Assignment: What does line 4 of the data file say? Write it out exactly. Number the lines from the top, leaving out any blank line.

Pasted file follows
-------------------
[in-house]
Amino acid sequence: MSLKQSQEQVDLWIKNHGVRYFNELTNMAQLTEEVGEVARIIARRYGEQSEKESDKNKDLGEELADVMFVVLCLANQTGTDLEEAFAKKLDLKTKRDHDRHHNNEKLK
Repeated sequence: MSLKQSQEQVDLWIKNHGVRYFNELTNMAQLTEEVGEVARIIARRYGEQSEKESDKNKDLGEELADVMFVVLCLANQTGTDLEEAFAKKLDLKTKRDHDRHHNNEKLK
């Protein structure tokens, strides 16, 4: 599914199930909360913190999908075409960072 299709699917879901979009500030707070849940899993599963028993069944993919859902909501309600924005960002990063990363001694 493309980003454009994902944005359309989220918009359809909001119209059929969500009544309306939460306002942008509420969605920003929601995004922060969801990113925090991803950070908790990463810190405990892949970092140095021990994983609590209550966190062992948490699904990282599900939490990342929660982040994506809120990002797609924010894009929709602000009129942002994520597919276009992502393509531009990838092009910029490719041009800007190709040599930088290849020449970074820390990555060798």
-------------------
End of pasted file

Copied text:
């Protein structure tokens, strides 16, 4: 599914199930909360913190999908075409960072 299709699917879901979009500030707070849940899993599963028993069944993919859902909501309600924005960002990063990363001694 493309980003454009994902944005359309989220918009359809909001119209059929969500009544309306939460306002942008509420969605920003929601995004922060969801990113925090991803950070908790990463810190405990892949970092140095021990994983609590209550966190062992948490699904990282599900939490990342929660982040994506809120990002797609924010894009929709602000009129942002994520597919276009992502393509531009990838092009910029490719041009800007190709040599930088290849020449970074820390990555060798």